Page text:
It goes back to the Middle Ages, when the title of “cardinal” was given to pastors of prominent churches, who also wielded considerable political power.  They were regarded as the equivalent of secular nobility.  In fact, in 1630 Pope Urban VIII decreed their rank was equal to that of a prince, making them second only to crowned monarchs.  Even today, in the Church of England, the Lords Spiritual, as bishops of the more important dioceses are known, continue the medieval tradition of being seated in the House of Lords.

It was customary for a secular peer to style himself with his given name, followed by the word “Lord”—as in Alfred, Lord Tennyson or George Gordon, Lord Byron.  The reason for this was that often the name of the peerage was completely unrelated to the actual name of the person who held it.  John Smith, for example, might inherit the title Lord Windermere, so in order to clarify his identity, he became known as John (or sometimes John Smith), Lord Windermere.

Since cardinals were regarded as the equivalent of peers, they adopted the same practice for the placement of their titles.

After the Second Vatican Council in the early 1960s, the Catholic Church discontinued this usage as outmoded.  Today the Vatican website refers to cardinals with the title before the whole name, i.e. Cardinal Irving Goldberg.  Most newspaper stylebooks also follow this practice.

Some diehard traditionalists, however, including many cardinals themselves--no doubt wishing to show their pious respect for the office--cling to the old habit of inserting the title between the first and last names, so it still often appears that way.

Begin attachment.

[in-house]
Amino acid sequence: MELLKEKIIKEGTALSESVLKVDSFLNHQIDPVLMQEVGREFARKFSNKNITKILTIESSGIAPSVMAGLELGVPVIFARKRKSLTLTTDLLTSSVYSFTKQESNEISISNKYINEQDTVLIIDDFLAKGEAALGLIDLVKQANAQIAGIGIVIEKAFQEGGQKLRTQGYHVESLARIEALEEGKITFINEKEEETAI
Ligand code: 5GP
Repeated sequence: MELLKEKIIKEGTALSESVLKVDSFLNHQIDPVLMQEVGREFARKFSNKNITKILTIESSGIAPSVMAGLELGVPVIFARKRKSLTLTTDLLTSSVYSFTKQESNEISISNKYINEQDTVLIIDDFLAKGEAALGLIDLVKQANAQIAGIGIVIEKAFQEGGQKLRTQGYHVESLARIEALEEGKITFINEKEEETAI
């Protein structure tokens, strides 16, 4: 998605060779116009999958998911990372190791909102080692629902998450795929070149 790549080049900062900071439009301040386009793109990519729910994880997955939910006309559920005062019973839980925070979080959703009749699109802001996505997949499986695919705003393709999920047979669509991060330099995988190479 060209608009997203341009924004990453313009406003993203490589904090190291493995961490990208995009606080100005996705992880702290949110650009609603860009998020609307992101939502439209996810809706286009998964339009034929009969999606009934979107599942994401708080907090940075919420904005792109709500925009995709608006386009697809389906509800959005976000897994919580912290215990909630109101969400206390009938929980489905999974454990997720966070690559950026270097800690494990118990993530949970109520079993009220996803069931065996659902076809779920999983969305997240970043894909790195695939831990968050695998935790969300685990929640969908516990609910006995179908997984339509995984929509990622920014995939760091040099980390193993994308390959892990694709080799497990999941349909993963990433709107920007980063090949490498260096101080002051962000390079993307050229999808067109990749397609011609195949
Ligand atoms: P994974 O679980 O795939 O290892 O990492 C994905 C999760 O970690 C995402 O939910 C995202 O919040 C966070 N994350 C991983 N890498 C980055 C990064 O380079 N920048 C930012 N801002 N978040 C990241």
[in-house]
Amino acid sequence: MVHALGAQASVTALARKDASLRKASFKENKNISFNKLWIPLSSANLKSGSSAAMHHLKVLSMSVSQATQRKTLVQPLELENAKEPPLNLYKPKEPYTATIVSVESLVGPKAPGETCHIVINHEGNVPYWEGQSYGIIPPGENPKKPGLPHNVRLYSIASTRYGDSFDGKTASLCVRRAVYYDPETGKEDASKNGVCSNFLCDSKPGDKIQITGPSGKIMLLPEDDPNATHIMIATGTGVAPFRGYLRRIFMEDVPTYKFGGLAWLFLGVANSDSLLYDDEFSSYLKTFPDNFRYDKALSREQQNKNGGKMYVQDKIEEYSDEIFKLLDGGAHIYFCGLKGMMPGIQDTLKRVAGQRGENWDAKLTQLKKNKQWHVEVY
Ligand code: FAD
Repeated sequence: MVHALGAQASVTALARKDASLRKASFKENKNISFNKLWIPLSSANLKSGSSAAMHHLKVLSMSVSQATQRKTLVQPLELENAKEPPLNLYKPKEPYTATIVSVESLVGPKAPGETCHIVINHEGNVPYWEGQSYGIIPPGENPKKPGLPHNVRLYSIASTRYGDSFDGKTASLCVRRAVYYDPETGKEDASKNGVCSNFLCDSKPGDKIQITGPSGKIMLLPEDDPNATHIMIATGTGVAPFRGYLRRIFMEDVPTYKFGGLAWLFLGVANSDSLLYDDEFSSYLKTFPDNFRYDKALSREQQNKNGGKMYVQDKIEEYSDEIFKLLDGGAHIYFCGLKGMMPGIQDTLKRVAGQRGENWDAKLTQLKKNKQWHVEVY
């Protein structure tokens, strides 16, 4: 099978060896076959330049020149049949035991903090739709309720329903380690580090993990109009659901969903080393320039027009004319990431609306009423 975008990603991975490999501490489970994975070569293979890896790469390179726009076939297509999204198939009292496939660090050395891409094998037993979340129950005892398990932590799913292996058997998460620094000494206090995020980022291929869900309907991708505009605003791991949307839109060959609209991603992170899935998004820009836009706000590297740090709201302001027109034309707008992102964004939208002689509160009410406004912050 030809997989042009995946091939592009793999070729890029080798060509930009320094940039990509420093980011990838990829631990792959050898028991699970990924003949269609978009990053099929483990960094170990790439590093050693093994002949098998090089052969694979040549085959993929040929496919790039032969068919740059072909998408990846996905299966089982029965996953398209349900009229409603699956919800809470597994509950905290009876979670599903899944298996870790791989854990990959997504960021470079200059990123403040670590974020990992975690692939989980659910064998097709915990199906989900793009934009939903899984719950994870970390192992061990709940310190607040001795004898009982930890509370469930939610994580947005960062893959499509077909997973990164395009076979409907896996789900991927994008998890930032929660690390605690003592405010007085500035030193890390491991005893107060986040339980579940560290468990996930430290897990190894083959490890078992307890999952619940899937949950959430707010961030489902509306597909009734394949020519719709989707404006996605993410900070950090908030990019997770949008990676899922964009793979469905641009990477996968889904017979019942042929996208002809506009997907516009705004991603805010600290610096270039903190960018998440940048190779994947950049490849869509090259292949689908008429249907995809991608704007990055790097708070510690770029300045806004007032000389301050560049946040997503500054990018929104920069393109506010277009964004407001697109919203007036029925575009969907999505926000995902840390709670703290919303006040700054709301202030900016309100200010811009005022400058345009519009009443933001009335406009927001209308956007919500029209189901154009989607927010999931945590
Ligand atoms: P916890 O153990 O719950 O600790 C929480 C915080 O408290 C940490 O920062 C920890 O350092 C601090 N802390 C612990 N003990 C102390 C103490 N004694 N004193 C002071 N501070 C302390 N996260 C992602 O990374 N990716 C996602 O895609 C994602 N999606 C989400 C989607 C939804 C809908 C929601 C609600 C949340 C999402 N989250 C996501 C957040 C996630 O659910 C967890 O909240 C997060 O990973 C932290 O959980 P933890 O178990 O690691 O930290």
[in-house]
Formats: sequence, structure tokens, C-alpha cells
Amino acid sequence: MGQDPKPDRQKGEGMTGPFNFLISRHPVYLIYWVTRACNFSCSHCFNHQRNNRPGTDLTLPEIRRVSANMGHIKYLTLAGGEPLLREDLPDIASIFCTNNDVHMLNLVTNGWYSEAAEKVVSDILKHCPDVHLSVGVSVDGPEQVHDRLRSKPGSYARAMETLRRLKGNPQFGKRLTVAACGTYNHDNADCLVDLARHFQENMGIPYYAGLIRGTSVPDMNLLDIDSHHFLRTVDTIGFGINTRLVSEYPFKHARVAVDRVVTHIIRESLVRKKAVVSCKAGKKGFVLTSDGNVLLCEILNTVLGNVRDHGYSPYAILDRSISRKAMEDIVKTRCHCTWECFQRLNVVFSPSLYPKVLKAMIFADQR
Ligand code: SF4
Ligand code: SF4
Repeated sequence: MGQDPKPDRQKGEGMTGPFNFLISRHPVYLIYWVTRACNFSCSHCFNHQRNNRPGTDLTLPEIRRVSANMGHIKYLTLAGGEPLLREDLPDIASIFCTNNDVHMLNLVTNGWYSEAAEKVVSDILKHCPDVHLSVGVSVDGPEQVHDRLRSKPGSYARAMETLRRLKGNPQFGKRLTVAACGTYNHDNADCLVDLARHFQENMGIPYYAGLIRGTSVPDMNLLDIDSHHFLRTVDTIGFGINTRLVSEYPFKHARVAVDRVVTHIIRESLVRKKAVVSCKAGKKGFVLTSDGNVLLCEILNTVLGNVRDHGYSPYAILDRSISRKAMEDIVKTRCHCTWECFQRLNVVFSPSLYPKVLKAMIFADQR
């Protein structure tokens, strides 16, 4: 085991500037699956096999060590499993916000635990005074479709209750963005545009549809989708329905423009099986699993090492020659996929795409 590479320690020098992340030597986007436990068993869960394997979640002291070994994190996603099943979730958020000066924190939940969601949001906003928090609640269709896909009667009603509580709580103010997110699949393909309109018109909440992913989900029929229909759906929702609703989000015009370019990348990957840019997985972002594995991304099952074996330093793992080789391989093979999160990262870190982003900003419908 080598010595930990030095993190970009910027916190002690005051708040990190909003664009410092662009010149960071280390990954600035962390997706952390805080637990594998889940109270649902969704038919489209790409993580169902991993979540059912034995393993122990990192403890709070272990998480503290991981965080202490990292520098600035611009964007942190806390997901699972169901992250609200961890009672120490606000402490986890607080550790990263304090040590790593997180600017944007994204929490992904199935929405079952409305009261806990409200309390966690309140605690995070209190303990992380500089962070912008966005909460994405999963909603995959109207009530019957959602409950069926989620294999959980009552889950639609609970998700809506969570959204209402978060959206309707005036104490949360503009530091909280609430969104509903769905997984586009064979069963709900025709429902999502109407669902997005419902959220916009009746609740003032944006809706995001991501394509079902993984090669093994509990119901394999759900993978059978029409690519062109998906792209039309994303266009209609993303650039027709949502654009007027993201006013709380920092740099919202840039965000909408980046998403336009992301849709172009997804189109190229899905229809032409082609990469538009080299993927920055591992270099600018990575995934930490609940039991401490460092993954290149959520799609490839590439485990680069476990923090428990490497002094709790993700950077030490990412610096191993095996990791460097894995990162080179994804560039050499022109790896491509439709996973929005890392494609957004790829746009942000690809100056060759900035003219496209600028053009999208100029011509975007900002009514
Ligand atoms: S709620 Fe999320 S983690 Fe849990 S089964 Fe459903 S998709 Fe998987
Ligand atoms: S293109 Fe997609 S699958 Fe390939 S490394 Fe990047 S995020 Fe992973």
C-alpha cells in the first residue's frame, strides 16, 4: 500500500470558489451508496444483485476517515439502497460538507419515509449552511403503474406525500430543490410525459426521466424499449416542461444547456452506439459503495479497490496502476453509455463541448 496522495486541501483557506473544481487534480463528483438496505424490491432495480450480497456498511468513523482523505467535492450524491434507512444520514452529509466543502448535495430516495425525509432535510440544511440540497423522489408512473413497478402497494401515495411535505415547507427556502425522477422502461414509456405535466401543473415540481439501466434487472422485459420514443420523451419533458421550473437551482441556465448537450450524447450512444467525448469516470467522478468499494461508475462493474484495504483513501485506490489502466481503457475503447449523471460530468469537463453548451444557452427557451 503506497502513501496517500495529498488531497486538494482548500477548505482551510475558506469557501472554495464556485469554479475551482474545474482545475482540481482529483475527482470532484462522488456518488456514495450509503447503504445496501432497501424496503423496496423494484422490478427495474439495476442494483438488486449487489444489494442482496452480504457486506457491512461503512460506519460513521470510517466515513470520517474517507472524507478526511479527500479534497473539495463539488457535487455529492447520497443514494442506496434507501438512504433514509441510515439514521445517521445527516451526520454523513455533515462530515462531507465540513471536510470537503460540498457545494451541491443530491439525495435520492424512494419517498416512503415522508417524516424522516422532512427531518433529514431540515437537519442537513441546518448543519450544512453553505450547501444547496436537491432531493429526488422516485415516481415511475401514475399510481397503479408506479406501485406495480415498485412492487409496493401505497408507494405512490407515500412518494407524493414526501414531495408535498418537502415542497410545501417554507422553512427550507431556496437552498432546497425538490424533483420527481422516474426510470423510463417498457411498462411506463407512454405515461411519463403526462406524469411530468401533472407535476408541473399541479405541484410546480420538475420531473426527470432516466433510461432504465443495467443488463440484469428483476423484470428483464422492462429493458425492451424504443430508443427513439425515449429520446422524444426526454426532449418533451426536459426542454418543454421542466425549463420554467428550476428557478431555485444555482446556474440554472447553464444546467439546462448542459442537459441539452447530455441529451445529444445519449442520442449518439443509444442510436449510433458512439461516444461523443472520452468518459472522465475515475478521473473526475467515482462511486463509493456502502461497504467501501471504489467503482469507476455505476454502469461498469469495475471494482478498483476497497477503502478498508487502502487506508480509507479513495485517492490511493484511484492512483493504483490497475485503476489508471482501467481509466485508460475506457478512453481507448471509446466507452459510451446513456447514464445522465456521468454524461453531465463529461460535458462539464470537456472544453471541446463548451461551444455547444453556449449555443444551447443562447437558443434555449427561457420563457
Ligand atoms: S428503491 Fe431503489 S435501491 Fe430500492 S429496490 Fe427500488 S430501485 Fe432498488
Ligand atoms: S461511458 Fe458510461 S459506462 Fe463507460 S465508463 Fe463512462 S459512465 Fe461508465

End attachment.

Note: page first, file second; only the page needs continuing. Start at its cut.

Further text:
The Bard of Buffalo Bayou would like to insert his title between his first and last names, but he cannot remember either of them.

            A cardinal whose head was quite fat
            Couldn’t fit in his little red hat,
                        He tried a big miter,
                        But it was still tighter,
            So instead of his prayers, he said “Drat!”

Wednesday, July 2, 2014

The Brits Have A Word for It

The posting of this blog has been erratic for the past couple of weeks.  The Bard of Buffalo Bayou has been visiting some of the disreputable haunts of his dissolute youth in the British Isles, and it was necessary for me to accompany him, in order to ensure that he would quit the pubs quietly at closing time without causing unseemly disturbances, as is his wont.

While I was there, I took the occasion of visiting a few of my own friends, during the periods that the Bard was sleeping off his debaucheries of the previous evenings.  Several times I passed through Charing Cross Station, that busy hub in central London.  A friend related the popular version of the origin of the name “Charing Cross”—that “Charing” is a corruption of the French chère reine, or “dear queen,” a reference to King Edward I’s queen, Eleanor of Castile.

It’s a lovely story, but etymologists say it isn’t so.  They say that “Charing” derives from the Old English word cierring, which means a “bend in the river,” and describes that point on the Thames where the village of Charing had existed since the 12th century.

Queen Eleanor is responsible for the “Cross” portion of the name.  Edward erected a memorial cross to his Queen, who died in 1290, at each of twelve overnight stops of the procession carrying her body from Lincoln to Westminster. One of these “Eleanor Crosses” was erected near Charing; hence the name “Charing Cross.”  It was destroyed in 1647 and replaced by a statue of Charles I.

The Bard has recovered sufficiently from his sybaritic dissipation to scribble the following lines on the label of an empty bottle of Fuller's London Pride bitter beer.

            As I was going to Charing Cross,
            Quite near that pub—The Albatross—
            I met a man with seven wives,
            And they were going to St. Ives.
            Each wife could rest her feet on
            Seven bags by Louis Vuitton.
            Each bag held seven phones

            And seven chocolate ice-cream cones.
            Cones, phones, bags, and wives,
            How many were going to St. Ives?

            If you can’t tell, to save your lives,
            How many were going to St. Ives,
            The answer is none—for, willy-nilly,
            The train broke down at Piccadilly!